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THE STARR MODEL 1863 Single Action Army
.44 Caliber Percussion Revolver


     As reviewed in Part 1 and 2, Ebanezer (Eban) Townsend Starr of Yonkers, New York patented and manufactured 3 types of percussion revolvers that were purchased by the United States Government starting in 1861 and ending in 1864. 6,352 Starr DA Navy and Army revolvers were purchased on the open market and 41,102, including the SA Army, were purchased under contract for a total of 47,454 guns. The Starr DA Army accounted for approximately 23,000 of the total. It is believed that both the DA and SA Starr Army revolvers shared the same serial number range with the numbering for the SA's starting off where the numbering for the DA Army stopped. The DA Navy had it's own serial number range. Starr revolvers were the third highest in number to be purchased by the Union government. All three of these models are pictured below.



From Top To Bottom

Starr Model 1863 Single Action .44 Caliber Percussion Army Revolver (1863-1864
Starr Model 1858 Double Action .36 Caliber Percussion Navy Revolver (1859-1860)
Starr Model 1858 Double Action .44 Caliber Percussion Army Revolver (1862-1863)



     The Model 1863 Single Action .44 caliber Percussion Army Revolver was the third of the Starr revolvers produced for the military. Between September, 1863 and December 22, 1864, the Starr Arms Company delivered 25,002 Model 1863 Army revolvers to the Ordnance Department. The government's cost for this simplified, more conventional arm was $12.00 each - less than half that of the DA Army Model which were sold at $25.00 each. These arms and components were produced in Starr's plants in Yonkers, Binghamton and Moorisania. Their office and sales outlets were in New York City. All in all, about 31,000 Model 1863's were manufactured.


Right Side View of The Model 1863 Single Action .44 Caliber Percussion Army Revolver

Right Side View of The Model 1863 Single Action .44 Caliber Percussion Army Revolver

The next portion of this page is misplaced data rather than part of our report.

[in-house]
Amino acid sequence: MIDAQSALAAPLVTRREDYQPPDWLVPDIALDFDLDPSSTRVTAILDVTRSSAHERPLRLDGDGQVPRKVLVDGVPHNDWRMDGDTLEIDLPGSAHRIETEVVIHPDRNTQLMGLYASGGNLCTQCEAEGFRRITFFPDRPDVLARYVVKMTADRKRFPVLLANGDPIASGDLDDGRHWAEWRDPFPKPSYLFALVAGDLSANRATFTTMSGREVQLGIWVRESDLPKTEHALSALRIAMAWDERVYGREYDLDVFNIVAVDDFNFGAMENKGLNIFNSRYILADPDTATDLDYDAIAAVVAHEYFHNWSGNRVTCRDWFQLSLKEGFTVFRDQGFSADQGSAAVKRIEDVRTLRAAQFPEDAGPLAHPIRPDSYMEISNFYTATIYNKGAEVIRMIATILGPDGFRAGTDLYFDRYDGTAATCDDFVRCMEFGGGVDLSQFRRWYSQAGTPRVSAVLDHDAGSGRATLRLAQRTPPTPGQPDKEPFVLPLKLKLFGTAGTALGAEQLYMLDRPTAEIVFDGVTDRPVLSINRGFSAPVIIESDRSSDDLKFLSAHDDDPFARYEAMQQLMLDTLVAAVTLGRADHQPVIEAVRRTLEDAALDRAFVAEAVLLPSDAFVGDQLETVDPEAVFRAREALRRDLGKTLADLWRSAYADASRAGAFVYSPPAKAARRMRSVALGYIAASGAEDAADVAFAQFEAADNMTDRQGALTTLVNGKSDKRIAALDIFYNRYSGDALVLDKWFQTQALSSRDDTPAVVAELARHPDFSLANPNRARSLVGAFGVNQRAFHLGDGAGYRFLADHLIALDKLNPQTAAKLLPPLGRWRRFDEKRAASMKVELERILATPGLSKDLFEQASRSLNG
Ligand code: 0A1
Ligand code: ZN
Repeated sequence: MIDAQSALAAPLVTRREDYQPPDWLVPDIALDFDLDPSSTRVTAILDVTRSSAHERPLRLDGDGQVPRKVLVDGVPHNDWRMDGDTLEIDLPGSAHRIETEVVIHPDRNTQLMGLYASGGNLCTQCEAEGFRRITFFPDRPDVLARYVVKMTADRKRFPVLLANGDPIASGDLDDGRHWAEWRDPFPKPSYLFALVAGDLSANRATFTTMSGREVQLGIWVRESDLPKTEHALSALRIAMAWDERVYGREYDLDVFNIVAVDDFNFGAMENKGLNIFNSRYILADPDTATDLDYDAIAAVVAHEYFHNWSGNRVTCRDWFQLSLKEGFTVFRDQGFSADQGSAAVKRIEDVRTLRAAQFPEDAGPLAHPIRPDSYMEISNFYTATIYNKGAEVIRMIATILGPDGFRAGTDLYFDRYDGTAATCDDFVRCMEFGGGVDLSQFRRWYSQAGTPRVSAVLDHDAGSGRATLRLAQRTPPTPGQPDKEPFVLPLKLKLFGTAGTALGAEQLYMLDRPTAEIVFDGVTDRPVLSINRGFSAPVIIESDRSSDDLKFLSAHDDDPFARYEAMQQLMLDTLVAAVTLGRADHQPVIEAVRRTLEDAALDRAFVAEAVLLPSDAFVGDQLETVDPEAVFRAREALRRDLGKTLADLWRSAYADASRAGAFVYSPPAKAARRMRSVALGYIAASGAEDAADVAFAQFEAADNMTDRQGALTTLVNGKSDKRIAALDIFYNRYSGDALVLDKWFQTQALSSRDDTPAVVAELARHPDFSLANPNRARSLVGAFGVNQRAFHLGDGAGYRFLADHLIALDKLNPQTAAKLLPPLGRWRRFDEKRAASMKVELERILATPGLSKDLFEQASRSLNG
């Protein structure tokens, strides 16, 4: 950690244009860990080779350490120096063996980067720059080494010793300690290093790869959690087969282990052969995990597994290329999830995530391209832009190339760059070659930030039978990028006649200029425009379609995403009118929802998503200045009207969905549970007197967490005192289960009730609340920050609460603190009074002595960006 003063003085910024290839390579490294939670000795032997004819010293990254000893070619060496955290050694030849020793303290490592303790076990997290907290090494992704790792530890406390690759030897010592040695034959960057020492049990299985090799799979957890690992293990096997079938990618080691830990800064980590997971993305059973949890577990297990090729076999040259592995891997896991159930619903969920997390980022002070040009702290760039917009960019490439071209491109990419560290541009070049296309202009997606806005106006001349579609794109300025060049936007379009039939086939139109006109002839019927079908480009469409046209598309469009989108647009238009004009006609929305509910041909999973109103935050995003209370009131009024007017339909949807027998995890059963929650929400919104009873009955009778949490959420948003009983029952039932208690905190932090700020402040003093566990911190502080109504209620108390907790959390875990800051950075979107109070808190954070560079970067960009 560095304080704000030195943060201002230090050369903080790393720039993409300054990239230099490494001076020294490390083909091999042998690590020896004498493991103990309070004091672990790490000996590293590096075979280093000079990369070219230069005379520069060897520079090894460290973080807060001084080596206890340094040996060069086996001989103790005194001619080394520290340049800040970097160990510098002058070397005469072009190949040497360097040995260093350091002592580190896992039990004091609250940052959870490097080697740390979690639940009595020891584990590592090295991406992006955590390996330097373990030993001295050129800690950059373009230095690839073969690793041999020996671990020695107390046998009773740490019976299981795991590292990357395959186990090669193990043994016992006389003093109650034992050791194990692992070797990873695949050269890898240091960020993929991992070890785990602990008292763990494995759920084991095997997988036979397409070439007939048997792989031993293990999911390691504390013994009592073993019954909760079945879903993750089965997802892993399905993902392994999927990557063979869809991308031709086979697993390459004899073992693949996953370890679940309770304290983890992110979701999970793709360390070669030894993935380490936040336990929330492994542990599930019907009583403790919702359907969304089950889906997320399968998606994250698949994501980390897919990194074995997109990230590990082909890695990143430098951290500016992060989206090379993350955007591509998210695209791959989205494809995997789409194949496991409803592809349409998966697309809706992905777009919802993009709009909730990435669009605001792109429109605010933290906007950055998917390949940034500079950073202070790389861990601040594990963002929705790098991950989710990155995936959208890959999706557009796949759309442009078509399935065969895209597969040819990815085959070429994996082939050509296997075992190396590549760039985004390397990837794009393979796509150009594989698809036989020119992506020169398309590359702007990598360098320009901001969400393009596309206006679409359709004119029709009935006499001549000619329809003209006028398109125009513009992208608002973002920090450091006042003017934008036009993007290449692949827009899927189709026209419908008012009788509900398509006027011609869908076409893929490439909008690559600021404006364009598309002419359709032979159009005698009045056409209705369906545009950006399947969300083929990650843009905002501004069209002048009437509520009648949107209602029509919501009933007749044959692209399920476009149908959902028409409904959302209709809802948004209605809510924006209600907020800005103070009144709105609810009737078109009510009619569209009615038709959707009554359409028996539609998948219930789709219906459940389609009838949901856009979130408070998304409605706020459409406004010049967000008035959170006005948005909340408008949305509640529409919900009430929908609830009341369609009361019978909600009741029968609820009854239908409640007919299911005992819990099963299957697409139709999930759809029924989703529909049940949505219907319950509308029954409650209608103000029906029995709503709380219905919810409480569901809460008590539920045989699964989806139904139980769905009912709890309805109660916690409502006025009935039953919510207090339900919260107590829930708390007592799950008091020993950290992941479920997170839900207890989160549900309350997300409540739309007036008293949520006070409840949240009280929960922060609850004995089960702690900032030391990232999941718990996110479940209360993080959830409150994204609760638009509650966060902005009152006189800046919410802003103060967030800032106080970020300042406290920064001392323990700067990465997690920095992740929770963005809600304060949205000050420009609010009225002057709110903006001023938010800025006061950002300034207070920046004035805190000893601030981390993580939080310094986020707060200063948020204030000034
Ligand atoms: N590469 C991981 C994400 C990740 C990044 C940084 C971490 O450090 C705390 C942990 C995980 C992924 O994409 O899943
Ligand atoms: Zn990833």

This revolver, with it's simple single action mechanism, operated the same way as the Colts, Remingtons and Whitneys of the day and was competitive in pricing with them. The complex and expensive Starr double action revolver was replaced by the need for economy and market driven pricing.


Right Side View of The Starr SA Army, Cocked with Frame Open - Hinge Screw and Cylinder Removed


     The blued hinged barrel is 7-5/16 inches long and marked with a small "C" on the right side towards the rear of the barrel and the remains of another small letter at the barrel's left rear side. It is rifled with 6 grooves. The mortised iron front sight base is 3/16" from the muzzle with the "V" notch in the hammer lip serving as the rear sight. The loading lever is cased hardened and is secured by a spring actuated plunger. The rounded lever catch is 13/16" from the muzzle. The two-piece blued frame is held together by a round knurled thumb screw which enters from the right side between the recoil shield and hammer. The frame is stamped on the outside beneath the cylinder with the address on the left frame and the patent date on the right frame. This is opposite of the stampings on the Navy Model. The SA Army frame is also stamped with a small "C" above and below the front frame hinge screw on the left side. A small "V" is stamped at the bottom front of the frame where it turns up towards the front frame serial number.